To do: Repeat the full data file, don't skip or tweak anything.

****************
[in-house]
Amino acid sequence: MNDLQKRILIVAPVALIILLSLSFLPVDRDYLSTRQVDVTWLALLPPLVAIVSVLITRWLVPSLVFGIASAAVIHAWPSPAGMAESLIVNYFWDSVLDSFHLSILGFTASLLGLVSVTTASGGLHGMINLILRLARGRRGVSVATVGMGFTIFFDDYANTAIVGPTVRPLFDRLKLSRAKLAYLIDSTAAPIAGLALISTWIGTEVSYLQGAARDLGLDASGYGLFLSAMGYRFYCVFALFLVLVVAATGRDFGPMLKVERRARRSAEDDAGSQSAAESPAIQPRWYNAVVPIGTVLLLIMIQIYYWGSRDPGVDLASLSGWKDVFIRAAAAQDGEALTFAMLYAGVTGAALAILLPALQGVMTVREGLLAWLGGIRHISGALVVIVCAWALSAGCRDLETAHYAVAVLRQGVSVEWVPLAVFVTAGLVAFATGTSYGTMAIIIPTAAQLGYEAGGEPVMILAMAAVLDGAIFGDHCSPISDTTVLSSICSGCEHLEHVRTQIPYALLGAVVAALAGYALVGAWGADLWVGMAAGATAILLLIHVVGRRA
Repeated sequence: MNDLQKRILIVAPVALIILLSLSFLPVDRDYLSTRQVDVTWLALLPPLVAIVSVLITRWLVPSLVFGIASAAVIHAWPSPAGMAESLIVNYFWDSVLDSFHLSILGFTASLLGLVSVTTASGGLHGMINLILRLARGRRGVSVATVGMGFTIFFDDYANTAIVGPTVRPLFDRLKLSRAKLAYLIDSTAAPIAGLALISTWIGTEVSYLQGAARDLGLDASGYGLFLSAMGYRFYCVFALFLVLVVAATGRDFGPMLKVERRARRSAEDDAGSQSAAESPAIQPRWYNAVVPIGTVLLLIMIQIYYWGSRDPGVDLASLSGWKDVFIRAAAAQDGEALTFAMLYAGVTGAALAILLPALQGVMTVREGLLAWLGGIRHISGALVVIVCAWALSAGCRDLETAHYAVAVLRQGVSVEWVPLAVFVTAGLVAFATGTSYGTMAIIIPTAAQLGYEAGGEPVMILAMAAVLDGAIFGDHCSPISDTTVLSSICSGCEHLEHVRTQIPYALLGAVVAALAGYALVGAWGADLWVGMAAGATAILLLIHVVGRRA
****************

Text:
[in-house]
Amino acid sequence: MNDLQKRILIVAPVALIILLSLSFLPVDRDYLSTRQVDVTWLALLPPLVAIVSVLITRWLVPSLVFGIASAAVIHAWPSPAGMAESLIVNYFWDSVLDSFHLSILGFTASLLGLVSVTTASGGLHGMINLILRLARGRRGVSVATVGMGFTIFFDDYANTAIVGPTVRPLFDRLKLSRAKLAYLIDSTAAPIAGLALISTWIGTEVSYLQGAARDLGLDASGYGLFLSAMGYRFYCVFALFLVLVVAATGRDFGPMLKVERRARRSAEDDAGSQSAAESPAIQPRWYNAVVPIGTVLLLIMIQIYYWGSRDPGVDLASLSGWKDVFIRAAAAQDGEALTFAMLYAGVTGAALAILLPALQGVMTVREGLLAWLGGIRHISGALVVIVCAWALSAGCRDLETAHYAVAVLRQGVSVEWVPLAVFVTAGLVAFATGTSYGTMAIIIPTAAQLGYEAGGEPVMILAMAAVLDGAIFGDHCSPISDTTVLSSICSGCEHLEHVRTQIPYALLGAVVAALAGYALVGAWGADLWVGMAAGATAILLLIHVVGRRA
Repeated sequence: MNDLQKRILIVAPVALIILLSLSFLPVDRDYLSTRQVDVTWLALLPPLVAIVSVLITRWLVPSLVFGIASAAVIHAWPSPAGMAESLIVNYFWDSVLDSFHLSILGFTASLLGLVSVTTASGGLHGMINLILRLARGRRGVSVATVGMGFTIFFDDYANTAIVGPTVRPLFDRLKLSRAKLAYLIDSTAAPIAGLALISTWIGTEVSYLQGAARDLGLDASGYGLFLSAMGYRFYCVFALFLVLVVAATGRDFGPMLKVERRARRSAEDDAGSQSAAESPAIQPRWYNAVVPIGTVLLLIMIQIYYWGSRDPGVDLASLSGWKDVFIRAAAAQDGEALTFAMLYAGVTGAALAILLPALQGVMTVREGLLAWLGGIRHISGALVVIVCAWALSAGCRDLETAHYAVAVLRQGVSVEWVPLAVFVTAGLVAFATGTSYGTMAIIIPTAAQLGYEAGGEPVMILAMAAVLDGAIFGDHCSPISDTTVLSSICSGCEHLEHVRTQIPYALLGAVVAALAGYALVGAWGADLWVGMAAGATAILLLIHVVGRRA